Nicola, 37, of Norfolk, describes the moment she found her child had been exposed to more online than she'd bargained for. We ask the experts how parents should respond when this happens.
“Recently we were in a restaurant, having Sunday lunch with friends. There were lots of kids in our party, but our three-year-old daughter was struggling to join in with their game and was a little tearful, so my husband put her favourite cartoon on YouTube to comfort and distract her.
“She was wearing her headphones to listen along, but sitting right on his knee at the table, so we felt like she was safe. My husband had his arm round her, and was chatting to a friend over her head. Suddenly, he looked down and grabbed the phone out of her hands.
“I’ve no idea how, but while he’d been chatting, the content had moved on from the official episode he’d picked for her. On the screen was a new, home-made video, in the style of her cartoon, with the same familiar characters, but cast in a twisted horror story. When we listened back to it, there was scary music and screaming.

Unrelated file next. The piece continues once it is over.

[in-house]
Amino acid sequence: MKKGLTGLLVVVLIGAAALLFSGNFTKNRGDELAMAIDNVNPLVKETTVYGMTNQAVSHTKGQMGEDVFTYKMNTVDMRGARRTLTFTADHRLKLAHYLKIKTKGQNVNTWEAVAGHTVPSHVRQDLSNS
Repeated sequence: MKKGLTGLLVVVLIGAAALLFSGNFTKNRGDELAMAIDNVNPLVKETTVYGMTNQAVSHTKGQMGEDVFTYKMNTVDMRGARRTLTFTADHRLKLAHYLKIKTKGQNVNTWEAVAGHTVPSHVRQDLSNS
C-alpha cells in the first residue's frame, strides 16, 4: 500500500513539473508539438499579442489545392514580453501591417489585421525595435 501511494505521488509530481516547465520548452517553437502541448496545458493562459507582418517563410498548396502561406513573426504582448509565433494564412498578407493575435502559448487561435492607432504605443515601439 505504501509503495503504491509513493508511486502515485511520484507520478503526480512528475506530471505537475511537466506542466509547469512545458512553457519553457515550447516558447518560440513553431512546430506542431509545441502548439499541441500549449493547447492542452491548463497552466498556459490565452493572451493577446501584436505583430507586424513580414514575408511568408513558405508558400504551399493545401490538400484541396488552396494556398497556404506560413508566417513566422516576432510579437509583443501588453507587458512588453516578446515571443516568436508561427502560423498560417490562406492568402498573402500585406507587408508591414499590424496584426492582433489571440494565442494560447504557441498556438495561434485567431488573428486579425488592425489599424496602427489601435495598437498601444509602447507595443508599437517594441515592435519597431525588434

“Our daughter seemed unfazed by the video; in fact she was more upset that we had taken the phone away so abruptly. She cried and couldn’t understand why one minute we had allowed her to watch her show, and then the next minute we had suddenly changed our minds.
“We hope she’s simply too young, and didn’t see enough of the video to have taken it in. But we were really shaken. And I can’t help worrying if – in the 15 minutes or so that she was in front of the phone – she may have seen other violent or lewd knock-offs with more troubling imagery and language.”